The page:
Hello, I'm Mark Pearson.
It has been a trying week for the nation's financial community. Numbers released by the government indicate the economy is cooling.
Auto sales dropped by 3.4 percent in February. Retail sales also fell. While home buyers have been enjoying the lowest mortgage rates in 40 years, the economy, aside from the real estate sector, seems to be drifting. Indeed Wall Street seems so disengaged that even the goofiest of rumors can cause frantic responses. This week alone, separate rumors of an Osama sighting, a coup by Iraqi Generals, and a CIA deal with Saddam sent normally sober Wall Street traders into a buying frenzy.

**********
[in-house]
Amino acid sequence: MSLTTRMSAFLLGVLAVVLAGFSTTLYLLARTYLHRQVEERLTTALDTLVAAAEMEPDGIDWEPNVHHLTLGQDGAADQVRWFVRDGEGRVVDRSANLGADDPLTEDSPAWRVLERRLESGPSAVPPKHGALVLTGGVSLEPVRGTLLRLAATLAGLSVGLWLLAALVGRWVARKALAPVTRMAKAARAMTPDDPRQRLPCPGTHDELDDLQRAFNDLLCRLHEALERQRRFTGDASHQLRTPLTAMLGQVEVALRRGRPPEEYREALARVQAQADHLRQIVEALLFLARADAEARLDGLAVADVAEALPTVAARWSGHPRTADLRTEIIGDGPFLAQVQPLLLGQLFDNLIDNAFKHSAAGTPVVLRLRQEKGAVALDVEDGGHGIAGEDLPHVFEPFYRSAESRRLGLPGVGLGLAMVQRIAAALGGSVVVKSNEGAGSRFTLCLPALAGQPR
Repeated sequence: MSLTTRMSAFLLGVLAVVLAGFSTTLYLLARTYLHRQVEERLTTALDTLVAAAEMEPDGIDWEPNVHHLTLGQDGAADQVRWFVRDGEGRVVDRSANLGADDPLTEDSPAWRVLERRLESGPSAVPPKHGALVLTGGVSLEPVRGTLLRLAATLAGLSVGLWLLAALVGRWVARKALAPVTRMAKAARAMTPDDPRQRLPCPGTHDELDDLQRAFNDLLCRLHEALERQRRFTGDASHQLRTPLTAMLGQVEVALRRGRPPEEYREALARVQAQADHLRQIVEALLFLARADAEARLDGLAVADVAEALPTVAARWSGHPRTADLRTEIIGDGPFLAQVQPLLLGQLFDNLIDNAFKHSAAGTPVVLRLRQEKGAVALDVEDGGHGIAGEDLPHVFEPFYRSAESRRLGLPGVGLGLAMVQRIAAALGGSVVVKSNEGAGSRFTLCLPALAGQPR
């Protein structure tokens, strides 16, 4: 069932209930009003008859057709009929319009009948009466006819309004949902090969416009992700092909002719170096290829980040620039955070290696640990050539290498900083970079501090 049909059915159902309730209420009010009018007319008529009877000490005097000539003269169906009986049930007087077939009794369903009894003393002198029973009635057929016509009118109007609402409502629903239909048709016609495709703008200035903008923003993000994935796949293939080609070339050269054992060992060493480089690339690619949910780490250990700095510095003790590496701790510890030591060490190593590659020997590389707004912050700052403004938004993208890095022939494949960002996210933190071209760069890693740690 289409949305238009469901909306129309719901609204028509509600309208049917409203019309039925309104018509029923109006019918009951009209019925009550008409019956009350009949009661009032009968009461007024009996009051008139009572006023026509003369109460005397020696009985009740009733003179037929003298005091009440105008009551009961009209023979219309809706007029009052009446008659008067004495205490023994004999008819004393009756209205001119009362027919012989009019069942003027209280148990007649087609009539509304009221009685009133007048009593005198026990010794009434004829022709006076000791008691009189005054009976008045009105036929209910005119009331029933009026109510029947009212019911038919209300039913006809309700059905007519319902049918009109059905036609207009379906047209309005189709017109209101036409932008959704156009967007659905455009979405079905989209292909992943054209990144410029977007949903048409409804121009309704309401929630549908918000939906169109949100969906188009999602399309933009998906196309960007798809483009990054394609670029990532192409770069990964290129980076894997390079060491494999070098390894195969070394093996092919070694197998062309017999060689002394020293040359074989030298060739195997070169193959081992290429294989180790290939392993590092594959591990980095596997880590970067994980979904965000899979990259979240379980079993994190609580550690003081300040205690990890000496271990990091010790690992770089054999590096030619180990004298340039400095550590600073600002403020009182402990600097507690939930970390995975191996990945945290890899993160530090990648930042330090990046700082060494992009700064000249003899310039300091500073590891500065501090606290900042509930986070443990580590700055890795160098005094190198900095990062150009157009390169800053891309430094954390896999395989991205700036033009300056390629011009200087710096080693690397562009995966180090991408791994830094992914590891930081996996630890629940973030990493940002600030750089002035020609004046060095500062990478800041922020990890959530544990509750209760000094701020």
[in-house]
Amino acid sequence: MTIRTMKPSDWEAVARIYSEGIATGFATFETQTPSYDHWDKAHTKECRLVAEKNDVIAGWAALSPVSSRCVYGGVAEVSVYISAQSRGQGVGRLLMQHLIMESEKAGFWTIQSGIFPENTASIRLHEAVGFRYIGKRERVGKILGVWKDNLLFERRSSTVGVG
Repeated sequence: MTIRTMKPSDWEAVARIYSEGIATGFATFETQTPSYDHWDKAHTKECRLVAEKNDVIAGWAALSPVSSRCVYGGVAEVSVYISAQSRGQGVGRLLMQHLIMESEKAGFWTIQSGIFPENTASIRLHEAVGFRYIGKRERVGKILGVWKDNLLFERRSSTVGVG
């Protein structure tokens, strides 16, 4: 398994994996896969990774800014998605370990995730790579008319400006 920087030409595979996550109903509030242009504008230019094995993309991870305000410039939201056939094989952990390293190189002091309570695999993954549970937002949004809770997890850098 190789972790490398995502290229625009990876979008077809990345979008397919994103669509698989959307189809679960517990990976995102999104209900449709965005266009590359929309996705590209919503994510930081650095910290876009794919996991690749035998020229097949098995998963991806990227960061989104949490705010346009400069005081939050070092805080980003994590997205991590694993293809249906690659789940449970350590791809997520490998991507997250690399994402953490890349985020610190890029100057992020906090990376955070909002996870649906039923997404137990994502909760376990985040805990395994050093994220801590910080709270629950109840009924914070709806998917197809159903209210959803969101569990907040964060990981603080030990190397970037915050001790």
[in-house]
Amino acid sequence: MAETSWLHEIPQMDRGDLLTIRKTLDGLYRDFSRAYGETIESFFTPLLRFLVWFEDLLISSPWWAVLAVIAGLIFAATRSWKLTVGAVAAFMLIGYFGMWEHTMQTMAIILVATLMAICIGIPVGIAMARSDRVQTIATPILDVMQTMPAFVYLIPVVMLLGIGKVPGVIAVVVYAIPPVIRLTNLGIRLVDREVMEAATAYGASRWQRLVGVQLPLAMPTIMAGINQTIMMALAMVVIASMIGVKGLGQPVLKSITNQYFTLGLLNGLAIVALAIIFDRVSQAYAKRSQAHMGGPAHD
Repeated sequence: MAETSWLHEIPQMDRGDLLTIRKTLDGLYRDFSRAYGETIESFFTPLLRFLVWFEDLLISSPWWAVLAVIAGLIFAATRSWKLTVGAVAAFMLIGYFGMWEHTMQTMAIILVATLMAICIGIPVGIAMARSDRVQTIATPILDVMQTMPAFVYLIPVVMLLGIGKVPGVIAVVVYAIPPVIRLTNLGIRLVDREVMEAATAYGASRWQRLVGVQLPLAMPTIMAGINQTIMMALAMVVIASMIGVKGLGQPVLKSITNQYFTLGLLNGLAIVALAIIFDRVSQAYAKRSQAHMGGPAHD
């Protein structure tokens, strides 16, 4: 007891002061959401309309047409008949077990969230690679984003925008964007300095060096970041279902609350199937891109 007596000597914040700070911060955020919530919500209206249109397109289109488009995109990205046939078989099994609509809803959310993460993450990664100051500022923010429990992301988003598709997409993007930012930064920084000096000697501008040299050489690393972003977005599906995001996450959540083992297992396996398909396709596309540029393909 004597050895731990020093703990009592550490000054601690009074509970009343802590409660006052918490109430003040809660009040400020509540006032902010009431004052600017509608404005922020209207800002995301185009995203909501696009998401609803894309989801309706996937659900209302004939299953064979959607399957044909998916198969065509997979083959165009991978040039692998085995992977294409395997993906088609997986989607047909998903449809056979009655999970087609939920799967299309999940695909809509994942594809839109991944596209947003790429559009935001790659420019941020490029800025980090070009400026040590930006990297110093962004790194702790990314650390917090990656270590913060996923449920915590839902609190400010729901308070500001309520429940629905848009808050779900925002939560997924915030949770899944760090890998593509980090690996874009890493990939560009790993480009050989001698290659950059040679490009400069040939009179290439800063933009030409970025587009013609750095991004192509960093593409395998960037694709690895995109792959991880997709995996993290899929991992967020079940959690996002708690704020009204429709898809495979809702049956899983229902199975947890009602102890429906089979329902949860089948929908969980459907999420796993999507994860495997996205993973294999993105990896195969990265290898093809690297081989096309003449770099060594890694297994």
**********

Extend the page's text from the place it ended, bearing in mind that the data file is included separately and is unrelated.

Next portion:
While Wall Street was reacting, or over reacting to every rumor from or about the Middle East, Washington was doing its part to chill markets.
In an effort to curtail the massive deficits contained in the White House's budget proposal, both senate and house budget committees have begun tinkering. The senate wants to pare back some of the tax cuts proposed by the administration. The house proposal seeks to aggressively curtail spending, proposing to hold non-military budget increases next year to a scant 4-tenths of a percent.
To that end some budgets will suffer serious cuts. Among the targeted will be programs contained in USDA budgets, including farm subsidies, conservation programs, and food assistance programs like food stamps and the Women, infants and children subsidies.